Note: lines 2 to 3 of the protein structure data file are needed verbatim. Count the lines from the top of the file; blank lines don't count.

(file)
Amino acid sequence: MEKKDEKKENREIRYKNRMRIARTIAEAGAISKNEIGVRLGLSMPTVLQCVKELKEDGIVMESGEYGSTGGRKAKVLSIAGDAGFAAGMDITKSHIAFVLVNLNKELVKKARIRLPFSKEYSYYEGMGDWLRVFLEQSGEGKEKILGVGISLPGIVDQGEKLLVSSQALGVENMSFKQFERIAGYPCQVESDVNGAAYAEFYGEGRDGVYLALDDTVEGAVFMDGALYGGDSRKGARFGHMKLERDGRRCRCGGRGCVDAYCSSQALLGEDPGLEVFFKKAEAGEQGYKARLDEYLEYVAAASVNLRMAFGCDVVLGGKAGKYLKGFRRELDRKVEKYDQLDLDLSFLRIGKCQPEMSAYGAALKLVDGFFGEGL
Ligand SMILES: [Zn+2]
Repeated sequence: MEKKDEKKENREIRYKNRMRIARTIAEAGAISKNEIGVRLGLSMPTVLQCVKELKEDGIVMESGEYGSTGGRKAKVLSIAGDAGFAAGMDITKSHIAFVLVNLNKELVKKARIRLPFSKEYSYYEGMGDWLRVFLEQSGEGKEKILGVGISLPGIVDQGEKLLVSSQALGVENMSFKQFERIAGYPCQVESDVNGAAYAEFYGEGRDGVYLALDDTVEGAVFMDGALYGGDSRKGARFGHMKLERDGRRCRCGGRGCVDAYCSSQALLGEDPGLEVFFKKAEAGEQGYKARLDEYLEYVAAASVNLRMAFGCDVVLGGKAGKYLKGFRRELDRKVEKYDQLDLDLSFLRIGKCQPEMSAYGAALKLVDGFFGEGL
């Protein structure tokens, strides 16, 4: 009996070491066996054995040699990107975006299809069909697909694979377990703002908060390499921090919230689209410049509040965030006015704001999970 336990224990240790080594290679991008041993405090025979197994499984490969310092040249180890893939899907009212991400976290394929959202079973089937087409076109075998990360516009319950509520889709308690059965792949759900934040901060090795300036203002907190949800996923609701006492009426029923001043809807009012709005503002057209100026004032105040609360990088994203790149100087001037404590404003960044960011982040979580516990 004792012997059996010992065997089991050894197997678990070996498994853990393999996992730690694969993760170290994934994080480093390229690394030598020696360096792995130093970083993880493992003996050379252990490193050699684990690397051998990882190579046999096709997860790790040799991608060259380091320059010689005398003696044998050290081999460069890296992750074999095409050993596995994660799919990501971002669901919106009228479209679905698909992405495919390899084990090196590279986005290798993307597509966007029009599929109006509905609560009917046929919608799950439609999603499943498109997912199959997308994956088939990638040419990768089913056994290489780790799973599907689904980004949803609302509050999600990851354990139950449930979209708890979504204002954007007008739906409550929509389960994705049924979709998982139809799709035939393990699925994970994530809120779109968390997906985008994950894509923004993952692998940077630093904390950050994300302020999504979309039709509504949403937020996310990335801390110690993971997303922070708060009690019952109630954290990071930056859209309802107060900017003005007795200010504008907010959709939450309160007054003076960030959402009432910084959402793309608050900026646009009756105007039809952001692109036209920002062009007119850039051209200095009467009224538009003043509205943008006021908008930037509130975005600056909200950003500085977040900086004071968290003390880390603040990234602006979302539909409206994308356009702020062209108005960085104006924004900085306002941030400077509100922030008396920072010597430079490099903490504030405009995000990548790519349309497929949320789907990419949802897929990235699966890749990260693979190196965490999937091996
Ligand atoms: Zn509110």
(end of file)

Ligand SMILES: [Zn+2]
Repeated sequence: MEKKDEKKENREIRYKNRMRIARTIAEAGAISKNEIGVRLGLSMPTVLQCVKELKEDGIVMESGEYGSTGGRKAKVLSIAGDAGFAAGMDITKSHIAFVLVNLNKELVKKARIRLPFSKEYSYYEGMGDWLRVFLEQSGEGKEKILGVGISLPGIVDQGEKLLVSSQALGVENMSFKQFERIAGYPCQVESDVNGAAYAEFYGEGRDGVYLALDDTVEGAVFMDGALYGGDSRKGARFGHMKLERDGRRCRCGGRGCVDAYCSSQALLGEDPGLEVFFKKAEAGEQGYKARLDEYLEYVAAASVNLRMAFGCDVVLGGKAGKYLKGFRRELDRKVEKYDQLDLDLSFLRIGKCQPEMSAYGAALKLVDGFFGEGL